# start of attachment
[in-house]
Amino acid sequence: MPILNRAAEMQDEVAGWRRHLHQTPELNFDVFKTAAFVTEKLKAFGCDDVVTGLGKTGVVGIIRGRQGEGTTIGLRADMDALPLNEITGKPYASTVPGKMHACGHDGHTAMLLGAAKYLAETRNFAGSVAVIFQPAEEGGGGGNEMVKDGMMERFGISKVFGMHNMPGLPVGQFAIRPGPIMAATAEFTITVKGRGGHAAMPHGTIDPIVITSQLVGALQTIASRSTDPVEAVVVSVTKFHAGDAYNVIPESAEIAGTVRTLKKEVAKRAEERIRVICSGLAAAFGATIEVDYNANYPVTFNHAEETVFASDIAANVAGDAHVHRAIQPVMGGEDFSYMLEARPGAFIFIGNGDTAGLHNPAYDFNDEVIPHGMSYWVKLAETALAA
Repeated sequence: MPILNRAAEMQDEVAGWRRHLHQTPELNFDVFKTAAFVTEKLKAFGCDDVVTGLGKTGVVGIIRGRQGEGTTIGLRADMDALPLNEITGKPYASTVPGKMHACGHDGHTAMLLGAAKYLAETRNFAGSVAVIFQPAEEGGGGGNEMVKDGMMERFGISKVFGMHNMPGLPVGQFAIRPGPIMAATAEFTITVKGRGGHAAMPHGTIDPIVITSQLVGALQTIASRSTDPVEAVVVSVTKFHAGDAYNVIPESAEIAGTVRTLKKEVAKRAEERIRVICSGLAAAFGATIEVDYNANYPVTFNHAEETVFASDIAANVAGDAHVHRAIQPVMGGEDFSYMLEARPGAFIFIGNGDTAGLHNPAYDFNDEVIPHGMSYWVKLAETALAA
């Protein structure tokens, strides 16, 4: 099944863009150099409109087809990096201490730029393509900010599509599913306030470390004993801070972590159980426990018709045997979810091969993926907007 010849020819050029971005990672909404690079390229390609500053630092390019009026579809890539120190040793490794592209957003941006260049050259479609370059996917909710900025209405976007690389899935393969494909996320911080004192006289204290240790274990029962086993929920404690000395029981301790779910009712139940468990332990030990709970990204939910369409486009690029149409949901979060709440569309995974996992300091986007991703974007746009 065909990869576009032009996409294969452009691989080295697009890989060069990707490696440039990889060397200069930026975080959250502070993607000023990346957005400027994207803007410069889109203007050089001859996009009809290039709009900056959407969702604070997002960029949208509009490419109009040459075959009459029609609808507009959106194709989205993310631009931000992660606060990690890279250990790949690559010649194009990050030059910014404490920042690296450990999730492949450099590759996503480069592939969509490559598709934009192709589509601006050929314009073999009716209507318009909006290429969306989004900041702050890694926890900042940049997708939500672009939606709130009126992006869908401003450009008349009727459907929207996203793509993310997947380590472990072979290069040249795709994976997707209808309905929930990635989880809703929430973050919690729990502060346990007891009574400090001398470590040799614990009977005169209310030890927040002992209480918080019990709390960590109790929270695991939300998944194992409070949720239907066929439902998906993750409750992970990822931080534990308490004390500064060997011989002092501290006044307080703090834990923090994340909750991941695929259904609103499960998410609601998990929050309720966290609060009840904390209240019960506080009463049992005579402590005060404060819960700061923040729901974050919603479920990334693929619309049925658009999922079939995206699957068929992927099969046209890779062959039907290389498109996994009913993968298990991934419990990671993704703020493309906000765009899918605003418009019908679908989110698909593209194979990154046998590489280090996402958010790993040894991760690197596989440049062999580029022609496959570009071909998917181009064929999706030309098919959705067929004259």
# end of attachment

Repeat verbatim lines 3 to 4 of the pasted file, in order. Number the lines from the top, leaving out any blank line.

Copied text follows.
Repeated sequence: MPILNRAAEMQDEVAGWRRHLHQTPELNFDVFKTAAFVTEKLKAFGCDDVVTGLGKTGVVGIIRGRQGEGTTIGLRADMDALPLNEITGKPYASTVPGKMHACGHDGHTAMLLGAAKYLAETRNFAGSVAVIFQPAEEGGGGGNEMVKDGMMERFGISKVFGMHNMPGLPVGQFAIRPGPIMAATAEFTITVKGRGGHAAMPHGTIDPIVITSQLVGALQTIASRSTDPVEAVVVSVTKFHAGDAYNVIPESAEIAGTVRTLKKEVAKRAEERIRVICSGLAAAFGATIEVDYNANYPVTFNHAEETVFASDIAANVAGDAHVHRAIQPVMGGEDFSYMLEARPGAFIFIGNGDTAGLHNPAYDFNDEVIPHGMSYWVKLAETALAA
């Protein structure tokens, strides 16, 4: 099944863009150099409109087809990096201490730029393509900010599509599913306030470390004993801070972590159980426990018709045997979810091969993926907007 010849020819050029971005990672909404690079390229390609500053630092390019009026579809890539120190040793490794592209957003941006260049050259479609370059996917909710900025209405976007690389899935393969494909996320911080004192006289204290240790274990029962086993929920404690000395029981301790779910009712139940468990332990030990709970990204939910369409486009690029149409949901979060709440569309995974996992300091986007991703974007746009 065909990869576009032009996409294969452009691989080295697009890989060069990707490696440039990889060397200069930026975080959250502070993607000023990346957005400027994207803007410069889109203007050089001859996009009809290039709009900056959407969702604070997002960029949208509009490419109009040459075959009459029609609808507009959106194709989205993310631009931000992660606060990690890279250990790949690559010649194009990050030059910014404490920042690296450990999730492949450099590759996503480069592939969509490559598709934009192709589509601006050929314009073999009716209507318009909006290429969306989004900041702050890694926890900042940049997708939500672009939606709130009126992006869908401003450009008349009727459907929207996203793509993310997947380590472990072979290069040249795709994976997707209808309905929930990635989880809703929430973050919690729990502060346990007891009574400090001398470590040799614990009977005169209310030890927040002992209480918080019990709390960590109790929270695991939300998944194992409070949720239907066929439902998906993750409750992970990822931080534990308490004390500064060997011989002092501290006044307080703090834990923090994340909750991941695929259904609103499960998410609601998990929050309720966290609060009840904390209240019960506080009463049992005579402590005060404060819960700061923040729901974050919603479920990334693929619309049925658009999922079939995206699957068929992927099969046209890779062959039907290389498109996994009913993968298990991934419990990671993704703020493309906000765009899918605003418009019908679908989110698909593209194979990154046998590489280090996402958010790993040894991760690197596989440049062999580029022609496959570009071909998917181009064929999706030309098919959705067929004259």